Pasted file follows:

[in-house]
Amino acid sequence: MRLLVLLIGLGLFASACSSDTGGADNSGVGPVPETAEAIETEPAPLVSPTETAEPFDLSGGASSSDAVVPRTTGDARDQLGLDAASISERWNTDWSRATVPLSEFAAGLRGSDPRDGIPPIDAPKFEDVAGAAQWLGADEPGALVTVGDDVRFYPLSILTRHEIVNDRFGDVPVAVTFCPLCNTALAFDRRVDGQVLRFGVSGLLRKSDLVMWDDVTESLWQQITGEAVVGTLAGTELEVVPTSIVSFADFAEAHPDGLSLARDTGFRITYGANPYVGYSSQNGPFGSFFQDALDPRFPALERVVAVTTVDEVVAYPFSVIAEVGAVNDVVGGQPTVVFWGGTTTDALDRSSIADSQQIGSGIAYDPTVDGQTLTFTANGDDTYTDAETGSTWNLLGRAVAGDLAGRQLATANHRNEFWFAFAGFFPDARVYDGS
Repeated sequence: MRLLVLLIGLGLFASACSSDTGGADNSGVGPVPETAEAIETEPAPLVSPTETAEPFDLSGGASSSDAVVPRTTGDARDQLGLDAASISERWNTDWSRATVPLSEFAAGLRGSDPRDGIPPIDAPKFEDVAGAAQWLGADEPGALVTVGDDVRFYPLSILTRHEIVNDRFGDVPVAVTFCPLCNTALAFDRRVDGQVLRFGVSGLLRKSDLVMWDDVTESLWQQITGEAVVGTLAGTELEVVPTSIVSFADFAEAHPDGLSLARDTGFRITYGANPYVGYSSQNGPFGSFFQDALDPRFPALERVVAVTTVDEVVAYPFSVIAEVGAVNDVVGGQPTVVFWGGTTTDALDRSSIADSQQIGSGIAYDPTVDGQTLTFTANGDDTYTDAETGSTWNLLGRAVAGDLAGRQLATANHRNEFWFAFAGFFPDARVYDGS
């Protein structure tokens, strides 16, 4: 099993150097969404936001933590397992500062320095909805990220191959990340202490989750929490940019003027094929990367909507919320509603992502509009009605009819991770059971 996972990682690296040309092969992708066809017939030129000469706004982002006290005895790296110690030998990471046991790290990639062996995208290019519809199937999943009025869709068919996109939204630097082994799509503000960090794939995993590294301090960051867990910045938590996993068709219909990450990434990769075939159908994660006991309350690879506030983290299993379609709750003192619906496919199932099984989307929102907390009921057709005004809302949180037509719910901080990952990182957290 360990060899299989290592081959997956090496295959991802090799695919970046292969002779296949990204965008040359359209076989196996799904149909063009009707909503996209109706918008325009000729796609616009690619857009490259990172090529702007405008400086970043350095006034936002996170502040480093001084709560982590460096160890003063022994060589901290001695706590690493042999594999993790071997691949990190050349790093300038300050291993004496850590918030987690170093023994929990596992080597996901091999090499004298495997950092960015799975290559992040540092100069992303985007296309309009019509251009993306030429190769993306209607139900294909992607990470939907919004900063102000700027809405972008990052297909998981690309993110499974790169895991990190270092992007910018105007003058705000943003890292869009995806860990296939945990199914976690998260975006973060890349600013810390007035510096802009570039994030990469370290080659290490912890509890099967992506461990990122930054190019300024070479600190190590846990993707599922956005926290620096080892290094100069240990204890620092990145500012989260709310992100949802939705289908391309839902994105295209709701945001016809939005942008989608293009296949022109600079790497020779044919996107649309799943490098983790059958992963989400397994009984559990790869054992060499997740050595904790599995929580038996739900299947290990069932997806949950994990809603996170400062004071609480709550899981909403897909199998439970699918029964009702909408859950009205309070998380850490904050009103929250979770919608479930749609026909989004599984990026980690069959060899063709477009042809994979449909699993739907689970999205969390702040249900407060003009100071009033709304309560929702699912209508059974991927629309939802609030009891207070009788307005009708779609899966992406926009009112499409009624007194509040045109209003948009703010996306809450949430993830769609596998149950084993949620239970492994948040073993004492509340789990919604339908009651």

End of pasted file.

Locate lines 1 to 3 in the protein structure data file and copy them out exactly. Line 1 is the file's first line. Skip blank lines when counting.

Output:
[in-house]
Amino acid sequence: MRLLVLLIGLGLFASACSSDTGGADNSGVGPVPETAEAIETEPAPLVSPTETAEPFDLSGGASSSDAVVPRTTGDARDQLGLDAASISERWNTDWSRATVPLSEFAAGLRGSDPRDGIPPIDAPKFEDVAGAAQWLGADEPGALVTVGDDVRFYPLSILTRHEIVNDRFGDVPVAVTFCPLCNTALAFDRRVDGQVLRFGVSGLLRKSDLVMWDDVTESLWQQITGEAVVGTLAGTELEVVPTSIVSFADFAEAHPDGLSLARDTGFRITYGANPYVGYSSQNGPFGSFFQDALDPRFPALERVVAVTTVDEVVAYPFSVIAEVGAVNDVVGGQPTVVFWGGTTTDALDRSSIADSQQIGSGIAYDPTVDGQTLTFTANGDDTYTDAETGSTWNLLGRAVAGDLAGRQLATANHRNEFWFAFAGFFPDARVYDGS
Repeated sequence: MRLLVLLIGLGLFASACSSDTGGADNSGVGPVPETAEAIETEPAPLVSPTETAEPFDLSGGASSSDAVVPRTTGDARDQLGLDAASISERWNTDWSRATVPLSEFAAGLRGSDPRDGIPPIDAPKFEDVAGAAQWLGADEPGALVTVGDDVRFYPLSILTRHEIVNDRFGDVPVAVTFCPLCNTALAFDRRVDGQVLRFGVSGLLRKSDLVMWDDVTESLWQQITGEAVVGTLAGTELEVVPTSIVSFADFAEAHPDGLSLARDTGFRITYGANPYVGYSSQNGPFGSFFQDALDPRFPALERVVAVTTVDEVVAYPFSVIAEVGAVNDVVGGQPTVVFWGGTTTDALDRSSIADSQQIGSGIAYDPTVDGQTLTFTANGDDTYTDAETGSTWNLLGRAVAGDLAGRQLATANHRNEFWFAFAGFFPDARVYDGS